Queen & Slim

St. Gloede
A Hidden Life
Martin Eden
About Endlessness
Portrait of a Lady on Fire
Honeyland

Teproc
Portrait of a Lady on Fire
Motherless Brooklyn
Parasite
Knives Out
Once Upon a Time... in Hollywood
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Onderhond
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#2

Post by Onderhond »

Quick rundown of my favorites before I listen. Still a bit early to make this list. Even though I keep up with contemporary cinema quite well, it often takes 2-3 years for most prominent Asian films to make it to the West, so by the end of next year, this should probably be a bit more stable. These are all the films I rated 4* or higher (hence a top 21).

Deerskin (12), Ready or Not (18) and Weathering with You (20) are the only ones I think could pop up in the podcast, but I wouldn't bet any money on it.

01. 5.0* - Promare by Hiroyuki Imaishi
02. 4.5* - Paris Is Us by Elisabeth Vogler
03. 4.5* - Diner by Mika Ninagawa
04. 4.5* - Chiwawa by Ken Ninomiya
05. 4.5* - Children of the Sea by Ayumu Watanabe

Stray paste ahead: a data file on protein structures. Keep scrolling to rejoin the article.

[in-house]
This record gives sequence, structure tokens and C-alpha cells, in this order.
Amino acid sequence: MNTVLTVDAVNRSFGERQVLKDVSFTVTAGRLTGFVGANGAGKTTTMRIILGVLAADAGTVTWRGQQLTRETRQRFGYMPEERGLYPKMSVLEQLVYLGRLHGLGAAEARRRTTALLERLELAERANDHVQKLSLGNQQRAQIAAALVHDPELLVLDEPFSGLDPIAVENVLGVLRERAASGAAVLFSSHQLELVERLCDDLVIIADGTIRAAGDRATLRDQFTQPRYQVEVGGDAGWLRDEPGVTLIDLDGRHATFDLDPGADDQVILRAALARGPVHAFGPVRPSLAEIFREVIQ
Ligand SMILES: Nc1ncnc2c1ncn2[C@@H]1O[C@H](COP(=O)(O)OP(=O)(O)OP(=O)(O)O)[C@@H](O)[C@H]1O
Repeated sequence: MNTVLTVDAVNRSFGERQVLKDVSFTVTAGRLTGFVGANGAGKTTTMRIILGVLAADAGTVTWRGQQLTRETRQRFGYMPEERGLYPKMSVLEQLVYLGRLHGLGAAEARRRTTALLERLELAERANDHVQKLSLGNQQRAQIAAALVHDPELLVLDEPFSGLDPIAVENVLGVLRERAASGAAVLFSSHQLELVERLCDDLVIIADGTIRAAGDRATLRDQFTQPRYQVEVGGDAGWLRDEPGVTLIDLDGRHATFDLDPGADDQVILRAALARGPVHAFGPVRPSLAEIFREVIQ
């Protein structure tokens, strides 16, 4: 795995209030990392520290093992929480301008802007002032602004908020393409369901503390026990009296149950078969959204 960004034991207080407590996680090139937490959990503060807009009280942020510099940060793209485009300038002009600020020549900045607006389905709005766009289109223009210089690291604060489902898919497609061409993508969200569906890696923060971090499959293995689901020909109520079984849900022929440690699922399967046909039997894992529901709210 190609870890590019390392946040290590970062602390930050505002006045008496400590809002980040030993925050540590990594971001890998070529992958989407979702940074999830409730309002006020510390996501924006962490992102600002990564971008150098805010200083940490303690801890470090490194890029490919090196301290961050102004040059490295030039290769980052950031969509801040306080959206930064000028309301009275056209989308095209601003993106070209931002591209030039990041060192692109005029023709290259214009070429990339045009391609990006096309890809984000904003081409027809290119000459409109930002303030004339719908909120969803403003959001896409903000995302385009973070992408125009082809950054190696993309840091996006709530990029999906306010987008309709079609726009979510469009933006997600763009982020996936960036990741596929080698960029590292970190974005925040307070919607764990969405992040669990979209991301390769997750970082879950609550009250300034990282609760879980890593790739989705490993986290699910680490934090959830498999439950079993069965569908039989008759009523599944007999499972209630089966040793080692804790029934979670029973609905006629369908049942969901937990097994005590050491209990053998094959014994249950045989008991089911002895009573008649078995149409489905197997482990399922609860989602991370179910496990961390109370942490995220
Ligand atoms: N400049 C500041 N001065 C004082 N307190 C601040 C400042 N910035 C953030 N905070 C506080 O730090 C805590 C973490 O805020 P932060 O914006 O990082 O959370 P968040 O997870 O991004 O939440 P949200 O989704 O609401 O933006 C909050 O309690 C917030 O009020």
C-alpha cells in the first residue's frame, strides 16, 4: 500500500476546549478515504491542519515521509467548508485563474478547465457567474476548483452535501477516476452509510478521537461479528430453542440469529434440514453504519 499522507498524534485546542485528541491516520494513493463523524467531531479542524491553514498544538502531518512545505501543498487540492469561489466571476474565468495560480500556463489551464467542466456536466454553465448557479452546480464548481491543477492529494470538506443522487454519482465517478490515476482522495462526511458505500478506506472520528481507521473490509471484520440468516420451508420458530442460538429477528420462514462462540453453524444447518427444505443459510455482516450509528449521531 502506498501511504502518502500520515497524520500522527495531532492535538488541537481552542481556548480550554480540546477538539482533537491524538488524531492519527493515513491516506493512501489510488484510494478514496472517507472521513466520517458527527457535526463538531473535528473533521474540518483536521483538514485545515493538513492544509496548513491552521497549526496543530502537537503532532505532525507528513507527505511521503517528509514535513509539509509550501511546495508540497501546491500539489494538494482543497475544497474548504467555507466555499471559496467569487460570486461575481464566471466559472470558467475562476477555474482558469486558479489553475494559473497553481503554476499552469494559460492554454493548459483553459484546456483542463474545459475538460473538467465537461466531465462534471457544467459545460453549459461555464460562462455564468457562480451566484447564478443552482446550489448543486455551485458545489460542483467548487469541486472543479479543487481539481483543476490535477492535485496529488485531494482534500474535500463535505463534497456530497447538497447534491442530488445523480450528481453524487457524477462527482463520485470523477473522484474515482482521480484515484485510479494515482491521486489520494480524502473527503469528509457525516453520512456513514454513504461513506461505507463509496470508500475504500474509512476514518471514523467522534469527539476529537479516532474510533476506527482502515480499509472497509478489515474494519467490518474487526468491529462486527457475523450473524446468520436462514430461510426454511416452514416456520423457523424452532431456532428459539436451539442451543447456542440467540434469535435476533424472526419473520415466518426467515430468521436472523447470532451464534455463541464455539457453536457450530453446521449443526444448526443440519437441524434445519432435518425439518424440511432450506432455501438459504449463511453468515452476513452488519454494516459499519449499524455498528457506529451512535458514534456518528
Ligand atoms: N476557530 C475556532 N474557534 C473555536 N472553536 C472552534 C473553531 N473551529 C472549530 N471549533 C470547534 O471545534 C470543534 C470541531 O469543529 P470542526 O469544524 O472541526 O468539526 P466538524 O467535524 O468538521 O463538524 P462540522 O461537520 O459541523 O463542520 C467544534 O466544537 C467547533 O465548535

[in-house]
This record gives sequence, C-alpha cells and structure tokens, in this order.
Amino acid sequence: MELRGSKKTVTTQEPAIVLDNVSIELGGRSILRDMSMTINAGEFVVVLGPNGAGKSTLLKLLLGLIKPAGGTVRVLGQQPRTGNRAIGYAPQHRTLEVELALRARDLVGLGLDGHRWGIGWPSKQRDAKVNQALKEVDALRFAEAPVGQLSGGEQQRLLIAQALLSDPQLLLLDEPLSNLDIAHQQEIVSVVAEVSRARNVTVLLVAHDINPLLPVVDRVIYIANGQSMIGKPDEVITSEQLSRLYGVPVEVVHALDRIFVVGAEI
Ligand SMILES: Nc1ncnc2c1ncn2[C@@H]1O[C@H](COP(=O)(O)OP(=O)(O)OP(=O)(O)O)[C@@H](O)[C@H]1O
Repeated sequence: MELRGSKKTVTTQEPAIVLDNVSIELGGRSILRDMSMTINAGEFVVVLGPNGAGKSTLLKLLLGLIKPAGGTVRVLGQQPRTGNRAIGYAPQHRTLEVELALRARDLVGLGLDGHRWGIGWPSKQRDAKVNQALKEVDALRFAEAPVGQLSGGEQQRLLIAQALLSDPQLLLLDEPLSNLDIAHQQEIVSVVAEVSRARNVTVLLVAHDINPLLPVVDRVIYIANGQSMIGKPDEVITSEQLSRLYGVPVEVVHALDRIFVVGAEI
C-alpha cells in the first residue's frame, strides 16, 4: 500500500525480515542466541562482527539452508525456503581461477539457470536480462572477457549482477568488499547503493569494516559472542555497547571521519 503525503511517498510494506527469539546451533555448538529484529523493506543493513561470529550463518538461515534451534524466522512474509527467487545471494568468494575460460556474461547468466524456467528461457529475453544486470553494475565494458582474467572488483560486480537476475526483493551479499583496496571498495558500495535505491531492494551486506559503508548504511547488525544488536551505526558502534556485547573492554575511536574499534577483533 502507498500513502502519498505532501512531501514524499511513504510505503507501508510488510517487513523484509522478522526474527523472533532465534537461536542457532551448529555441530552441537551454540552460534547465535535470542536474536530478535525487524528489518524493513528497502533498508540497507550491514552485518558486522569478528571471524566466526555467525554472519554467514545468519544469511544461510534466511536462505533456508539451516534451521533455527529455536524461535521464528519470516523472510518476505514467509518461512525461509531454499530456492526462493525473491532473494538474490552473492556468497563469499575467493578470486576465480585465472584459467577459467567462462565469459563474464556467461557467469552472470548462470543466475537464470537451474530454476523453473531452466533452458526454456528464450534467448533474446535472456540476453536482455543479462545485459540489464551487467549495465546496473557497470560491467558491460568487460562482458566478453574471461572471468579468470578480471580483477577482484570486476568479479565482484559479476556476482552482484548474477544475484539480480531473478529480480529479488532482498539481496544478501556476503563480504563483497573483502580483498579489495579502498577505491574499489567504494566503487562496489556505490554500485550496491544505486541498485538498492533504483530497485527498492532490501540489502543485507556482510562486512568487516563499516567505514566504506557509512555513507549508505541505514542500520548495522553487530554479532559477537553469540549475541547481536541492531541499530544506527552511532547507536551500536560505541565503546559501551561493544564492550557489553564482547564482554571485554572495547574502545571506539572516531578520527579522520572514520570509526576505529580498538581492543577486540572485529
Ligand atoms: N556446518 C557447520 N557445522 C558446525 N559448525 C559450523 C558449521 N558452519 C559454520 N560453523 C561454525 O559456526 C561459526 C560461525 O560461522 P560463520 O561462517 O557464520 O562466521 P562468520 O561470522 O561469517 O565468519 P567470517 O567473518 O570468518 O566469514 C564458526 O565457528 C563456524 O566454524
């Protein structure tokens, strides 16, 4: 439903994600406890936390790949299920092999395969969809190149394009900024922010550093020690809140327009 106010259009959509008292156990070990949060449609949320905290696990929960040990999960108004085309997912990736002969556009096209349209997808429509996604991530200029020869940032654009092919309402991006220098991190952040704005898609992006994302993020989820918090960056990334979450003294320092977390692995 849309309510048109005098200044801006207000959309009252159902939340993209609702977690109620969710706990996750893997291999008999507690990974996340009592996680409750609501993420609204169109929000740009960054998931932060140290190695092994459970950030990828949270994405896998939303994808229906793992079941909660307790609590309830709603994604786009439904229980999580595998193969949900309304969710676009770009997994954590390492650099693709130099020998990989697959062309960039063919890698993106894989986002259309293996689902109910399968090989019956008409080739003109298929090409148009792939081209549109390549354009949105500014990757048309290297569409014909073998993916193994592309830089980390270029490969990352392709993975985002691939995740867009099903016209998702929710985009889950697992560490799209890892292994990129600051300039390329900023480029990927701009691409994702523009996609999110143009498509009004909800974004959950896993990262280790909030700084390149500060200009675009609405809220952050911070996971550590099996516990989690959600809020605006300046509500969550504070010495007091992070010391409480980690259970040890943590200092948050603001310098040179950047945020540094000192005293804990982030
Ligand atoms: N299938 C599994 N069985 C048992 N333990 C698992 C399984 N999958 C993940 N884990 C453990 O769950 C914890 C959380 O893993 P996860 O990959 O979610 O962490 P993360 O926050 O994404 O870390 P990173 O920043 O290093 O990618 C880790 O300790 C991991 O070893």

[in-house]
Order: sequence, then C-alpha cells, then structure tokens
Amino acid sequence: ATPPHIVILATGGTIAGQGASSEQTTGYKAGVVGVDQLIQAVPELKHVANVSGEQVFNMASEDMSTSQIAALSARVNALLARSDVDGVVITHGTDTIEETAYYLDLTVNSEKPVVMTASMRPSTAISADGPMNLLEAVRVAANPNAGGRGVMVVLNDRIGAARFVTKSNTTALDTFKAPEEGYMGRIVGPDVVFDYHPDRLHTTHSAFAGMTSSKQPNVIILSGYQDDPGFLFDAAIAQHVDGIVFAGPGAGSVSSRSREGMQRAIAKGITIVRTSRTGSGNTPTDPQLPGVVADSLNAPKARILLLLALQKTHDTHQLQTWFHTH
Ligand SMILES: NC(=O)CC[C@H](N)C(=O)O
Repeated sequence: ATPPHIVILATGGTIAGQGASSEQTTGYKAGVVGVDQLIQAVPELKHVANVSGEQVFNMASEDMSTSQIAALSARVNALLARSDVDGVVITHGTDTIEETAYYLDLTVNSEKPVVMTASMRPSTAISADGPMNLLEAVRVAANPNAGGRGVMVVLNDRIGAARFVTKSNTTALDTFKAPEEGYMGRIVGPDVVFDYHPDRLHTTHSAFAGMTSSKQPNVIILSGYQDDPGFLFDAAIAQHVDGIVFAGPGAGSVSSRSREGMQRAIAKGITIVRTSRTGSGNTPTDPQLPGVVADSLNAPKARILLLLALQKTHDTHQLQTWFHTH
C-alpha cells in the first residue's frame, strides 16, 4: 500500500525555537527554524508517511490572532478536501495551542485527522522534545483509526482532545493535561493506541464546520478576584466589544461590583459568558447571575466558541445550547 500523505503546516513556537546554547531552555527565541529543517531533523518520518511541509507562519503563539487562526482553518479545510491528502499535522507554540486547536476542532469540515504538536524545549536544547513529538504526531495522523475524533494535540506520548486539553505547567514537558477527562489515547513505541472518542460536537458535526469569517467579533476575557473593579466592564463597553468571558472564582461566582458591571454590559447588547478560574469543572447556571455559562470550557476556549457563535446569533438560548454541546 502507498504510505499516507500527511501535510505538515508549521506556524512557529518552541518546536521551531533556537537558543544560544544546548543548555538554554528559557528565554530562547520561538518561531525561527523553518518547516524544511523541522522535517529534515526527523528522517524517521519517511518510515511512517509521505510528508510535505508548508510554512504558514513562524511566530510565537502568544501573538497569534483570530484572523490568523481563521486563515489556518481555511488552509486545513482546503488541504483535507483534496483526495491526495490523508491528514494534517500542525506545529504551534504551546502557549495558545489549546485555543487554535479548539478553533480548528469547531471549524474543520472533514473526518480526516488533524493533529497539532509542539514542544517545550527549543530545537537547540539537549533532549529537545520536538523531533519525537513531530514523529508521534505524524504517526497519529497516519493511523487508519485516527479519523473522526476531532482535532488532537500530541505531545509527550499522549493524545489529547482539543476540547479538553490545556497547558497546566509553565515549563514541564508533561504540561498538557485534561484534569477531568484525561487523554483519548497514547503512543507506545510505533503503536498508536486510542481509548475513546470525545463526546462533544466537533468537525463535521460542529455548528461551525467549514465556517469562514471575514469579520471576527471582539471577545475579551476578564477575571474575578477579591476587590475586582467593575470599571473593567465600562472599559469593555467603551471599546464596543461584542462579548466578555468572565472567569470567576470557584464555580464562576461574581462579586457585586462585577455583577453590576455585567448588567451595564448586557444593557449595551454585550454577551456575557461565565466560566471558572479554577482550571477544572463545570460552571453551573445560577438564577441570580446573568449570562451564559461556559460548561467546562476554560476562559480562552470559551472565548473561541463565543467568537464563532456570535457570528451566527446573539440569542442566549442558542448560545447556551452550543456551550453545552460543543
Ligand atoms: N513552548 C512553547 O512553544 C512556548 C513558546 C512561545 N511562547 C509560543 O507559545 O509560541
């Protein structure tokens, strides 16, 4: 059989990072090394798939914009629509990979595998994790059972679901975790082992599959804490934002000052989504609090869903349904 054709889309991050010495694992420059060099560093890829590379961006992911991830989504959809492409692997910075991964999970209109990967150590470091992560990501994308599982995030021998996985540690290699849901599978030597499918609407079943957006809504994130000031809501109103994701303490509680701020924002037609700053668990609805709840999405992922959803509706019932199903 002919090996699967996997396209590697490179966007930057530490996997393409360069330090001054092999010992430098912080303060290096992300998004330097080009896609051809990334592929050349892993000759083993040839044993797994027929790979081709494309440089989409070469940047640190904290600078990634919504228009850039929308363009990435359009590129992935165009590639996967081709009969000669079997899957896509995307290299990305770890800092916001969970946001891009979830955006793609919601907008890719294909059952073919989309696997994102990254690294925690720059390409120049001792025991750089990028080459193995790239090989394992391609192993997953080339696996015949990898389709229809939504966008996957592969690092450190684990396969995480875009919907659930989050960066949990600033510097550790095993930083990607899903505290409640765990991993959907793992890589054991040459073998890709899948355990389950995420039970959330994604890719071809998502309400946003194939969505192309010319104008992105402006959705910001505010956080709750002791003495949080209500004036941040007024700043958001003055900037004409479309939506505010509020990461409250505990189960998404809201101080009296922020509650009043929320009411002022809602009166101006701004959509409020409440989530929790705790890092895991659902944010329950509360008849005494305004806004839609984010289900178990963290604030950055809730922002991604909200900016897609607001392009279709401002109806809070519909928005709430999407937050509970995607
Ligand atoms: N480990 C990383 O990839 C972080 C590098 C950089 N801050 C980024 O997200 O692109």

06. 4.5* - Hot Gimmick: Girl Meets Boy by Yûki Yamato
07. 4.5* - The Forest of Love by Sion Sono
08. 4.0* - Guns Akimbo by Jason Lei Howden
09. 4.0* - Last Sunrise by Wen Ren
10. 4.0* - Adoration by Fabrice Du Welz
11. 4.0* - Dancing Mary by Hiroyuki Tanaka
12. 4.0* - Deerskin by Quentin Dupieux
13. 4.0* - High & Low: The Worst by Shigeaki Kubo
14. 4.0* - De Patrick by Tim Mielants
15. 4.0* - Nina Wu by Midi Z
16. 4.0* - Sound & Fury by Jumpei Mizusaki, Michael Arias, Koji Morimo
17. 4.0* - Lost in Love by Jianqi Huo
18. 4.0* - Ready or Not by Matt Bettinelli-Olpin, Tyler Gillett
19. 4.0* - No Longer Human by Mika Ninagawa
20. 4.0* - Weathering with You by Makoto Shinkai
21. 4.0* - A Sun by Mong-Hong Chung